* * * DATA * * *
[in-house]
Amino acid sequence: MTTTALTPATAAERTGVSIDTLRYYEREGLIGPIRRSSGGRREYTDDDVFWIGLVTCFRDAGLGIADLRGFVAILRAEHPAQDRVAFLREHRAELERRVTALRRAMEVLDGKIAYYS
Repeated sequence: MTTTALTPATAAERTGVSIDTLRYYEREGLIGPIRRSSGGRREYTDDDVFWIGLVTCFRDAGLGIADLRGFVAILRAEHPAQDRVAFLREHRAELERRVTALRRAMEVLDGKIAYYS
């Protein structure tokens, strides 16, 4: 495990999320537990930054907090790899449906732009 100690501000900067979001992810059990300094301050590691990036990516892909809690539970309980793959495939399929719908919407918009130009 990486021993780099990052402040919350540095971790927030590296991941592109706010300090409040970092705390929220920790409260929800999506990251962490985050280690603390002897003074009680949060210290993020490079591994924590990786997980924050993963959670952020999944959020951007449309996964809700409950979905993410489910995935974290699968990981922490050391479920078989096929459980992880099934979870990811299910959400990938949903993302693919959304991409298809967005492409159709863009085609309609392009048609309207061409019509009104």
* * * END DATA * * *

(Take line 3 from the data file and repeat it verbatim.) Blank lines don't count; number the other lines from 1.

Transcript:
Repeated sequence: MTTTALTPATAAERTGVSIDTLRYYEREGLIGPIRRSSGGRREYTDDDVFWIGLVTCFRDAGLGIADLRGFVAILRAEHPAQDRVAFLREHRAELERRVTALRRAMEVLDGKIAYYS